As many students in Maryland return to classrooms for the first time in over a year, public school systems throughout the state are struggling to find enough bus drivers to transport them each day.
While driver shortages are not new, school leaders and industry officials say the situation is worse in Maryland and nationwide this year due to factors exacerbated by the coronavirus pandemic.
The lack of drivers was quickly made evident this week in Baltimore City, where the school system said about 30 bus drivers called out of work on the first day of school. And while callouts on the first day are somewhat typical, a schools spokeswoman said, an already short staff of available drivers meant hundreds of city students were left without a ride on their first day back in the classroom. In other districts, drivers are doubling up on routes, causing delays in pickup and drop-off times.
Here’s what we know about the driver shortage and what school systems are doing to try to address it.
How bad is the problem?
Most counties in Maryland use external busing contractors to operate their school buses. It’s these contractors, as well as school systems such as Montgomery that directly hire drivers, that are struggling to find enough certified drivers to fill school system schedules.
Anne Arundel and Montgomery counties are missing 10% of the drivers they need to run their daily routes, while Howard reports it is 20% short. Baltimore City has 30% fewer bus drivers than the previous school year, according to Lynette Washington, chief operating officer for the school system.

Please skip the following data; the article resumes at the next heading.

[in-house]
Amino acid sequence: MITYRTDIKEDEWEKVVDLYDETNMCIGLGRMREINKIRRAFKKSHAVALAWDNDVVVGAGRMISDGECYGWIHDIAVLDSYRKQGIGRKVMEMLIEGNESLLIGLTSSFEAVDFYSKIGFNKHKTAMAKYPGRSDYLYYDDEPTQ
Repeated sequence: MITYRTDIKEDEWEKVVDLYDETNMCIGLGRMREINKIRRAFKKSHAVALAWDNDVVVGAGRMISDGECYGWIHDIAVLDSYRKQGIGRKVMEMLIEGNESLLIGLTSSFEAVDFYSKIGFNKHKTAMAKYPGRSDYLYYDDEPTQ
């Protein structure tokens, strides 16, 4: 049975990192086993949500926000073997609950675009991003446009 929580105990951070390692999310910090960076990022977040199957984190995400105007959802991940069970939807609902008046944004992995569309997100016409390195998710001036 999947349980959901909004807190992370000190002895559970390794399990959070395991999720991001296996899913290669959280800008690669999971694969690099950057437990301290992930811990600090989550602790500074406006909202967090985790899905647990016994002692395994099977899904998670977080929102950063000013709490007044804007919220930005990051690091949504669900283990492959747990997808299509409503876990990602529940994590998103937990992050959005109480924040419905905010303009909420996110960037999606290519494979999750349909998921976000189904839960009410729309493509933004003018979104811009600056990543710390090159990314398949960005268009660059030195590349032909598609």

While Baltimore County typically begins the year with some driver vacancies, the public school system is looking for 87 new drivers, a larger shortage than normal, according to spokesman Charles Herndon.
With about a week left before the school year begins in Harford County, more than 65 bus driver openings needed to be filled — more than a typical year said Cathy Bendis, the school system’s director of transportation.
“We had 35 in class this week so we are working diligently to get them trained and certified,” she said Tuesday. “It will take some time to fill the vacant positions, however we are seeing an increase in applicants.”
Carroll County school officials believe they will have enough drivers to complete their routes when students return Sept. 8, but spokeswoman Carey Gaddis said they are advertising for new drivers on behalf of their busing vendors.
What are schools doing to address shortages?
Baltimore and Howard counties have had to combine bus routes and create schedules where some bus drivers double back to pick up more students after already completing a route.
For many students on these double routes, their pickup and drop-off times have changed by as much as 20 to 30 minutes, meaning more time waiting around at school for classes to start and more time waiting to be taken home.
Darryl Williams, the superintendent of Baltimore County schools, said drivers had to pick up additional routes on the first day of school Monday.
“We need to hire more folks, to be honest, and we have to really look at our benefits and wages,” Williams said.
Bendis, of Harford County schools, said the school system plans to make route adjustments as needed and has been attending job fairs to seek driver applicants.
Many students in Baltimore City take public transit, but elementary school students, students who live far from school, and special needs and homeless students typically rely on yellow school buses.
The city school system is typically able to use taxi drivers to help with transporting kids to and from school when there’s a shortage of bus drivers, but Washington said the capacity limits in cabs and a shortage of certified cab drivers has forced the school system to look for alternative solutions.